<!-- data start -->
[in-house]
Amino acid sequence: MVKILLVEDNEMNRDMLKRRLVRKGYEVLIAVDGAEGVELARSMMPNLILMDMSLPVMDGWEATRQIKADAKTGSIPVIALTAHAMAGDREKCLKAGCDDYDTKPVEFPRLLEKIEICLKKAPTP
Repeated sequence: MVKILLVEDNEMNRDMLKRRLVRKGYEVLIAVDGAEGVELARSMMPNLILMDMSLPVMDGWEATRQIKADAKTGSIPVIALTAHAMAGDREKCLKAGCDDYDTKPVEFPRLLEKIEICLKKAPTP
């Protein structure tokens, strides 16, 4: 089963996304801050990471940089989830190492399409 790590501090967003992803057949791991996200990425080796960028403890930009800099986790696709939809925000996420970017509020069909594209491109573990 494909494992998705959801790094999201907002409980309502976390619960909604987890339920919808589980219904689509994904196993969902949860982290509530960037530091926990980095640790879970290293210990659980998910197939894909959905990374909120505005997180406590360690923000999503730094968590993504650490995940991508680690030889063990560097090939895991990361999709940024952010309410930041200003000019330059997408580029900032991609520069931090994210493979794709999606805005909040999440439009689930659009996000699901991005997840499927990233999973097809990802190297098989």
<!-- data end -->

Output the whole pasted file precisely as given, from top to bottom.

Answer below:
[in-house]
Amino acid sequence: MVKILLVEDNEMNRDMLKRRLVRKGYEVLIAVDGAEGVELARSMMPNLILMDMSLPVMDGWEATRQIKADAKTGSIPVIALTAHAMAGDREKCLKAGCDDYDTKPVEFPRLLEKIEICLKKAPTP
Repeated sequence: MVKILLVEDNEMNRDMLKRRLVRKGYEVLIAVDGAEGVELARSMMPNLILMDMSLPVMDGWEATRQIKADAKTGSIPVIALTAHAMAGDREKCLKAGCDDYDTKPVEFPRLLEKIEICLKKAPTP
């Protein structure tokens, strides 16, 4: 089963996304801050990471940089989830190492399409 790590501090967003992803057949791991996200990425080796960028403890930009800099986790696709939809925000996420970017509020069909594209491109573990 494909494992998705959801790094999201907002409980309502976390619960909604987890339920919808589980219904689509994904196993969902949860982290509530960037530091926990980095640790879970290293210990659980998910197939894909959905990374909120505005997180406590360690923000999503730094968590993504650490995940991508680690030889063990560097090939895991990361999709940024952010309410930041200003000019330059997408580029900032991609520069931090994210493979794709999606805005909040999440439009689930659009996000699901991005997840499927990233999973097809990802190297098989």